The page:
Nfld. & Labrador

44 new COVID-19 cases in N.L. as testing numbers hit new record

The province's active caseload has hit a new high of 338.

Province has 338 active cases as 3 more people have recovered

Testing hits new record as N.L. adds 44 new COVID-19 cases

1 year ago
Duration 8:22
Dr. Janice Fitzgerald provides Feb. 17 update on pandemic and lockdown

Newfoundland and Labrador has 44 new cases of COVID-19, all of which are under investigation, says the province's chief medical officer of health.

Dr. Janice Fitzgerald, at the Wednesday afternoon coronavirus briefing, said 42 of the new cases are in the Eastern Health region, and 14 of them are people under 20 years old. 

The other two cases are in the Central Health region and are contacts of previous cases in the region, according to the Department of Health.

Fitzgerald said there are also 21 new presumptive positive cases in Eastern Health, while 10 of Wednesday's confirmed cases were previously presumptive cases. Presumptive cases are not included in the daily total of confirmed cases, or the total active caseload, until they are confirmed, but are treated the same as confirmed cases by public health officials, said Fitzgerald. There are 57 presumptive positive cases waiting for confirmation. 

"As soon as we have a presumptive positive these individuals are contacted by public health and advised to self-isolate," Fitzgerald said.

"Anyone considered a close contact is advised to quarantine and contact tracing by public health begins."

The Department of Health also announced three new recoveries: two in Eastern Health and one in Western Health. The province's active caseload is now 338, a new high.

A total of 2,573 people — a new record, breaking one set just the day before, by 503 people — have been tested since Tuesday. A total of 97,517 people have now been tested since March.

One person is in hospital.

Watch the full Feb. 17 update:

It may take 72 hours or more for test results to be available, said Fitzgerald, and the fastest way to access results is to check the Department of Health's website with an MCP card. People who test positive via a rapid test will be notified by phone, while negative test results will go to the public health lab for confirmation before the results are posted on the government's website.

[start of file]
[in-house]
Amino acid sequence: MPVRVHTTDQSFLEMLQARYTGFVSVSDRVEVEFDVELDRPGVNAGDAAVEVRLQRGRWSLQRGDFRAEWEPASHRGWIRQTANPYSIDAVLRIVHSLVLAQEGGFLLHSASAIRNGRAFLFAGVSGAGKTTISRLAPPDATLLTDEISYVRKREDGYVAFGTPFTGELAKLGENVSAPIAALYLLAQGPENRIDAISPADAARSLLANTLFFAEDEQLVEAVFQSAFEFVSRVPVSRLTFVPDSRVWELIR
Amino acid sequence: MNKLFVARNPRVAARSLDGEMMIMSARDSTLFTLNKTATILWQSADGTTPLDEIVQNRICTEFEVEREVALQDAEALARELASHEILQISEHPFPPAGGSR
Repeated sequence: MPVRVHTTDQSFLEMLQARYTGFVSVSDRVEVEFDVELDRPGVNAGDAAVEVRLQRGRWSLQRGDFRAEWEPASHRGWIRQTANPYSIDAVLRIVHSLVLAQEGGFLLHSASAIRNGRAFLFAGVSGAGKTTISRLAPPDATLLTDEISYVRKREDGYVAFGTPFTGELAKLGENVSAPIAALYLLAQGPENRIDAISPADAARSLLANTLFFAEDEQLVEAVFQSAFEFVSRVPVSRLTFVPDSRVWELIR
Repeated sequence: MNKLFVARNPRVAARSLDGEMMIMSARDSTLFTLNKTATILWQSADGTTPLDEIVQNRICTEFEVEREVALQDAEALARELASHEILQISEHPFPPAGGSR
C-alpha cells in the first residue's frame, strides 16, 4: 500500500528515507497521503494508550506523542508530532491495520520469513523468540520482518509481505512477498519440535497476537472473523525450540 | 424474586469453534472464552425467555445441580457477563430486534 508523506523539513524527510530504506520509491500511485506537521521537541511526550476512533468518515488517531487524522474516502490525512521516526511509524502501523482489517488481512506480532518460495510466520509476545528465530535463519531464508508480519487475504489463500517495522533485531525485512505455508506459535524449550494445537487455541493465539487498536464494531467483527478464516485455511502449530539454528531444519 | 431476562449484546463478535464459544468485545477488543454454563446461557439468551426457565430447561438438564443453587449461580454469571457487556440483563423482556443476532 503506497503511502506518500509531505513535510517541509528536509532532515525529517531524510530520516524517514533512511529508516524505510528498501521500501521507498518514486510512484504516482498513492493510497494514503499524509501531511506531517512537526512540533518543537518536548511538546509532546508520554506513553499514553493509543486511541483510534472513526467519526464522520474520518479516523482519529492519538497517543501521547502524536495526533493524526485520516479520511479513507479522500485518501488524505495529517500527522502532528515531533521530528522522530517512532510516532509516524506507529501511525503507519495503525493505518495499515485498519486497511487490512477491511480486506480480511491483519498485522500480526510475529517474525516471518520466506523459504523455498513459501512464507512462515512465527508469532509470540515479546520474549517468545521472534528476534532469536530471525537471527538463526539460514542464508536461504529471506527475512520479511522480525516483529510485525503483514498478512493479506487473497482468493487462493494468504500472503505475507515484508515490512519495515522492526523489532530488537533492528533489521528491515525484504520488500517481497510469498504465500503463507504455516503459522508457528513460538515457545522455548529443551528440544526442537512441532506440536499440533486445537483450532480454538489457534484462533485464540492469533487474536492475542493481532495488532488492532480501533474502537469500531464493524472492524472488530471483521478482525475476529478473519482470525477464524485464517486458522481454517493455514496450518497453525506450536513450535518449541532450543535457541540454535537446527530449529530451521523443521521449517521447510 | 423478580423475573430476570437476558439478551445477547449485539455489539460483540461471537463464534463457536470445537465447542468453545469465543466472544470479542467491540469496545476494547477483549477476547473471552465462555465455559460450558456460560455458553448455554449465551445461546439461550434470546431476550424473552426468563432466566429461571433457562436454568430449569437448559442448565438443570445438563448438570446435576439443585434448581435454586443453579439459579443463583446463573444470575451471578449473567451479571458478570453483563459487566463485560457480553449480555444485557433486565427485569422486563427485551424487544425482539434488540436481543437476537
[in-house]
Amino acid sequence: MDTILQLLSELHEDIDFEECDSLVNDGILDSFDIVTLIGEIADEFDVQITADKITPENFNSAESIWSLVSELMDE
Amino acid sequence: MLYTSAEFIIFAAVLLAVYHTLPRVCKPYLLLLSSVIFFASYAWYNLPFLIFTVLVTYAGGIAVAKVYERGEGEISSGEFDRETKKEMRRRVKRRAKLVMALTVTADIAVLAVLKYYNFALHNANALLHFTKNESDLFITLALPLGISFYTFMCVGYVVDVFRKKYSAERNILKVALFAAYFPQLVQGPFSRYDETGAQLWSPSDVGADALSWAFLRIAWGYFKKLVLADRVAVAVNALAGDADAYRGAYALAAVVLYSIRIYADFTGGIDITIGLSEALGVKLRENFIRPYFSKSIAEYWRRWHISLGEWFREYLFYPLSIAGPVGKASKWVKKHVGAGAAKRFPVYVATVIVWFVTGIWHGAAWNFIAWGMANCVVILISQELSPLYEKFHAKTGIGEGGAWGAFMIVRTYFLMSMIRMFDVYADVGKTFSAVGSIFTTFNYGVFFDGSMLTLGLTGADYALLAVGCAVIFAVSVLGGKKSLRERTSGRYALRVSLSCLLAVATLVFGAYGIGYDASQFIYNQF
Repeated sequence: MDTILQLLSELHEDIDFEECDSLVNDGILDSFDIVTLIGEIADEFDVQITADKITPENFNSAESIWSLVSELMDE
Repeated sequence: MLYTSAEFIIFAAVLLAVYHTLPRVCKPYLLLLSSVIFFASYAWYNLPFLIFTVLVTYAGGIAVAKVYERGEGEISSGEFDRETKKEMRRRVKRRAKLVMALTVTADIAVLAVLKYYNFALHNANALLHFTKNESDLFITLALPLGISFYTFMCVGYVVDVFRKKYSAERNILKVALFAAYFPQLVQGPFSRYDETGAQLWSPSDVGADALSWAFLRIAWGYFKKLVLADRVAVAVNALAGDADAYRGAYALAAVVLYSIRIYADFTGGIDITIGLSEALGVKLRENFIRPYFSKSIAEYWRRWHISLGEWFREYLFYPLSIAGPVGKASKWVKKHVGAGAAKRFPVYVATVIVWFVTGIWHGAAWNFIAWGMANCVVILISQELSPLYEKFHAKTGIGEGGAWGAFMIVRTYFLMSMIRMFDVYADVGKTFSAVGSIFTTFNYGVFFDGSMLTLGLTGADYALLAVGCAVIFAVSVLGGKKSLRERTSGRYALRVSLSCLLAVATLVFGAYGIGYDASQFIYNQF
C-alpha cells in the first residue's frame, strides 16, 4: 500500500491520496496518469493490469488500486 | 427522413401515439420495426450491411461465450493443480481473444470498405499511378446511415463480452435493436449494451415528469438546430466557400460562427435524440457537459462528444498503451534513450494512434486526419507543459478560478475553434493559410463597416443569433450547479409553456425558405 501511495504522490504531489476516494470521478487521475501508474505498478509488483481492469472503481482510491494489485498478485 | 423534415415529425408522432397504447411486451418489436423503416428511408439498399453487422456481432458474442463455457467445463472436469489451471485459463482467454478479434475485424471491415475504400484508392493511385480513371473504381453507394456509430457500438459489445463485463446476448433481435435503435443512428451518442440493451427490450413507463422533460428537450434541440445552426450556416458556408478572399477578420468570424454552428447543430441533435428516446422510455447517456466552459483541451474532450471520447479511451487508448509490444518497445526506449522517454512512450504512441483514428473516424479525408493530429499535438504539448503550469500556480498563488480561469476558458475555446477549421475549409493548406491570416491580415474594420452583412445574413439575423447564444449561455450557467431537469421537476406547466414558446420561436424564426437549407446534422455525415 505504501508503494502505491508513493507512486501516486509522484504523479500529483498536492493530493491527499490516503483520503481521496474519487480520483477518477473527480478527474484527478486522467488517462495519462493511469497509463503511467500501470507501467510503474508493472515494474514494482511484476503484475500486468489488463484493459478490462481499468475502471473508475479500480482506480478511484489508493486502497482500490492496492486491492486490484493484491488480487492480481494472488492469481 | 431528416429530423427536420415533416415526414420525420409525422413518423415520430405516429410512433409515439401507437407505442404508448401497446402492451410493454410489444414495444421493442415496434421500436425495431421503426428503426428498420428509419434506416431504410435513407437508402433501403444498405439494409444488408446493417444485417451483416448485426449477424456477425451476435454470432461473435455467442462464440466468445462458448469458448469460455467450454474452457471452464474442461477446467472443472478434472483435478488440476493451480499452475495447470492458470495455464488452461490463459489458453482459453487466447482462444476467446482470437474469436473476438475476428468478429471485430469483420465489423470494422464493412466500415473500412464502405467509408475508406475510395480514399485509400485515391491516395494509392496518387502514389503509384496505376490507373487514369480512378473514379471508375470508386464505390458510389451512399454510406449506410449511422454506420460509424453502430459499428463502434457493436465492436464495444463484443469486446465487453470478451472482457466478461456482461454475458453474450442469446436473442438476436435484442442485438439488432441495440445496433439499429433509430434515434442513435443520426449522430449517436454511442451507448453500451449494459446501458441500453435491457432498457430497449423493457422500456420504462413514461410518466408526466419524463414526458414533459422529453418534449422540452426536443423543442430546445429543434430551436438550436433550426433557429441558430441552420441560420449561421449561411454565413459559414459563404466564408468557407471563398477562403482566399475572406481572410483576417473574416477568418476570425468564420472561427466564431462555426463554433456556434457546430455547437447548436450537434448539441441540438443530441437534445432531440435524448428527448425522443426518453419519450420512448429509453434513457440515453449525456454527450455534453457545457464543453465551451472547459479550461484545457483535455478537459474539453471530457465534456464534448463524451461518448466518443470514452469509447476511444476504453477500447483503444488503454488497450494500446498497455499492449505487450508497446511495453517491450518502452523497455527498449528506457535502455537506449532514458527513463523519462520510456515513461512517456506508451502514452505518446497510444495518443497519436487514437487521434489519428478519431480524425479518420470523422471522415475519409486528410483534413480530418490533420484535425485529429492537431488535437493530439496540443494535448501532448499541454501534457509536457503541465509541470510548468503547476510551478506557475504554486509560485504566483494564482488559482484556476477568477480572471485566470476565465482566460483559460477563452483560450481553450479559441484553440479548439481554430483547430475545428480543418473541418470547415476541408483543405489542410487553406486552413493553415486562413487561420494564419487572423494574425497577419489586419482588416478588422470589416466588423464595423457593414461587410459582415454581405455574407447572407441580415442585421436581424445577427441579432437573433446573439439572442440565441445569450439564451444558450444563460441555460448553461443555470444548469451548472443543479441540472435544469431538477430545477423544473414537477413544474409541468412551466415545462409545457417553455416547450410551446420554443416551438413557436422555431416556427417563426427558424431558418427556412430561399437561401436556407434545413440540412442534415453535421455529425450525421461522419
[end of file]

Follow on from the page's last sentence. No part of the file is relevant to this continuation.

Health Minister John Haggie said Eastern Health and public health staff have successfully cleared a testing backlog of "several thousand" to zero as of Wednesday. As of Tuesday night, he said, the number of people waiting for a test across the entire metro area was down to 182 and the wait time for test results should begin to fall. 

"They can only be congratulated for achieving that," he said.

The health department is also advising rotational workers about a COVID-19 outbreak at the Shell Gold Creek 44 worksite in Alberta.

In a media release the department said it was notified about the outbreak by the Public Health Agency of Canada as people from Newfoundland and Labrador work at the mine.

Rotational workers from this worksite who have returned to Newfoundland and Labrador in the last 14 days must self-isolate, physically distance away from household members and complete the online self-assessment tool or call 811 to arrange testing. These workers must also complete the full 14-day self-isolation period.

Don't gather: Fitzgerald

The fluctuating numbers in new cases — just seven new confirmed cases were announced Tuesday, along with 25 presumptive cases — is expected, Fitzgerald said, as thousands of people have come forward for testing.